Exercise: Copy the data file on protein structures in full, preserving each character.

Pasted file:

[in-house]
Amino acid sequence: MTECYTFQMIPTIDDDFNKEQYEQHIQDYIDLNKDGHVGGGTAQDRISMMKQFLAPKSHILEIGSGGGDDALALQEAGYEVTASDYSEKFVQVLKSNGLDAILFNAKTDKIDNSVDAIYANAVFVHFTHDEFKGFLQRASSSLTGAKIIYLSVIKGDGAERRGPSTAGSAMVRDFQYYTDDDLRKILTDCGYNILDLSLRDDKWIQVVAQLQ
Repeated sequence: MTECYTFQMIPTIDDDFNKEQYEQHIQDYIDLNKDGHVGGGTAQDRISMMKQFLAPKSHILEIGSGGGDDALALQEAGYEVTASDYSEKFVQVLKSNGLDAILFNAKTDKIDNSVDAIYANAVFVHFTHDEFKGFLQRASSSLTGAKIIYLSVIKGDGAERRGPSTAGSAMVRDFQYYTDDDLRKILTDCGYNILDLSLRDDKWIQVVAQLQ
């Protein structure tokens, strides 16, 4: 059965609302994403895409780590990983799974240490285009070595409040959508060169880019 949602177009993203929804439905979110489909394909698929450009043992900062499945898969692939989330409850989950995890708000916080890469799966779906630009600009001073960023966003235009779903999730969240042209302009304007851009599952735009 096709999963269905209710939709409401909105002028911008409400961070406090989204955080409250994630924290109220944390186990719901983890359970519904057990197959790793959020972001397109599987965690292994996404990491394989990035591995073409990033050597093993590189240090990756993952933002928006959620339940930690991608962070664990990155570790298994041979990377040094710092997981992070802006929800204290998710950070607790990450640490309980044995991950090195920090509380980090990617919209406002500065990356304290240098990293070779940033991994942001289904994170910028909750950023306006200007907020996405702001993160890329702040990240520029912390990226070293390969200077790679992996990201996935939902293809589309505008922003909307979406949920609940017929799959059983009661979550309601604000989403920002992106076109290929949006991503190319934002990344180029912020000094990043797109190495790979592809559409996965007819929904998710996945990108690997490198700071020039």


[in-house]
Amino acid sequence: MTECYTFQMIPTIDDDFNKEQYEQHIQDYIDLNKDGHVGGGTAQDRISMMKQFLAPKSHILEIGSGGGDDALALQEAGYEVTASDYSEKFVQVLKSNGLDAILFNAKTDKIDNSVDAIYANAVFVHFTHDEFKGFLQRASSSLTGAKIIYLSVIKGDGAERRGPSTAGSAMVRDFQYYTDDDLRKILTDCGYNILDLSLRDDKWIQVVAQLQ
Repeated sequence: MTECYTFQMIPTIDDDFNKEQYEQHIQDYIDLNKDGHVGGGTAQDRISMMKQFLAPKSHILEIGSGGGDDALALQEAGYEVTASDYSEKFVQVLKSNGLDAILFNAKTDKIDNSVDAIYANAVFVHFTHDEFKGFLQRASSSLTGAKIIYLSVIKGDGAERRGPSTAGSAMVRDFQYYTDDDLRKILTDCGYNILDLSLRDDKWIQVVAQLQ
């Protein structure tokens, strides 16, 4: 059965609302994403895409780590990983799974240490285009070595409040959508060169880019 949602177009993203929804439905979110489909394909698929450009043992900062499945898969692939989330409850989950995890708000916080890469799966779906630009600009001073960023966003235009779903999730969240042209302009304007851009599952735009 096709999963269905209710939709409401909105002028911008409400961070406090989204955080409250994630924290109220944390186990719901983890359970519904057990197959790793959020972001397109599987965690292994996404990491394989990035591995073409990033050597093993590189240090990756993952933002928006959620339940930690991608962070664990990155570790298994041979990377040094710092997981992070802006929800204290998710950070607790990450640490309980044995991950090195920090509380980090990617919209406002500065990356304290240098990293070779940033991994942001289904994170910028909750950023306006200007907020996405702001993160890329702040990240520029912390990226070293390969200077790679992996990201996935939902293809589309505008922003909307979406949920609940017929799959059983009661979550309601604000989403920002992106076109290929949006991503190319934002990344180029912020000094990043797109190495790979592809559409996965007819929904998710996945990108690997490198700071020039």